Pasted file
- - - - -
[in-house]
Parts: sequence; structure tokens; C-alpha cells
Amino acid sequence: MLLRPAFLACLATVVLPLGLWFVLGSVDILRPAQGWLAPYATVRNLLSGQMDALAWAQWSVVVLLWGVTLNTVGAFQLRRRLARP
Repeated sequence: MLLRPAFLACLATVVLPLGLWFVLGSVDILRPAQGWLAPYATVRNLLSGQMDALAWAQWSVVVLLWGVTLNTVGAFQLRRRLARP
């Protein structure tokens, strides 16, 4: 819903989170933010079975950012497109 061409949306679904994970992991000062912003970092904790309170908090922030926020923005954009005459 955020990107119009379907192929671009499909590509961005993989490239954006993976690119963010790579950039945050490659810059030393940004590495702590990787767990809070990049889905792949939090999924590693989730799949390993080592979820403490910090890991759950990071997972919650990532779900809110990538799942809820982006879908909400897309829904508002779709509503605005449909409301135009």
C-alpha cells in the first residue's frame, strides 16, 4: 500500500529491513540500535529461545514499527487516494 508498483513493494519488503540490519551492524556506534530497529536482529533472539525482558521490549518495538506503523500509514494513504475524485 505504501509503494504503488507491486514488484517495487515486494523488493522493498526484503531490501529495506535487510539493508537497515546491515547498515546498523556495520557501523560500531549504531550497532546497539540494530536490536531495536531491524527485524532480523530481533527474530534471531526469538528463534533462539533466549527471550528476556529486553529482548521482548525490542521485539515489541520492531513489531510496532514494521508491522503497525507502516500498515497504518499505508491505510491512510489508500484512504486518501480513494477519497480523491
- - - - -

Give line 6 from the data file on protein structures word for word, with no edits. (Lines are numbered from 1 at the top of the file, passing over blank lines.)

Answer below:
C-alpha cells in the first residue's frame, strides 16, 4: 500500500529491513540500535529461545514499527487516494 508498483513493494519488503540490519551492524556506534530497529536482529533472539525482558521490549518495538506503523500509514494513504475524485 505504501509503494504503488507491486514488484517495487515486494523488493522493498526484503531490501529495506535487510539493508537497515546491515547498515546498523556495520557501523560500531549504531550497532546497539540494530536490536531495536531491524527485524532480523530481533527474530534471531526469538528463534533462539533466549527471550528476556529486553529482548521482548525490542521485539515489541520492531513489531510496532514494521508491522503497525507502516500498515497504518499505508491505510491512510489508500484512504486518501480513494477519497480523491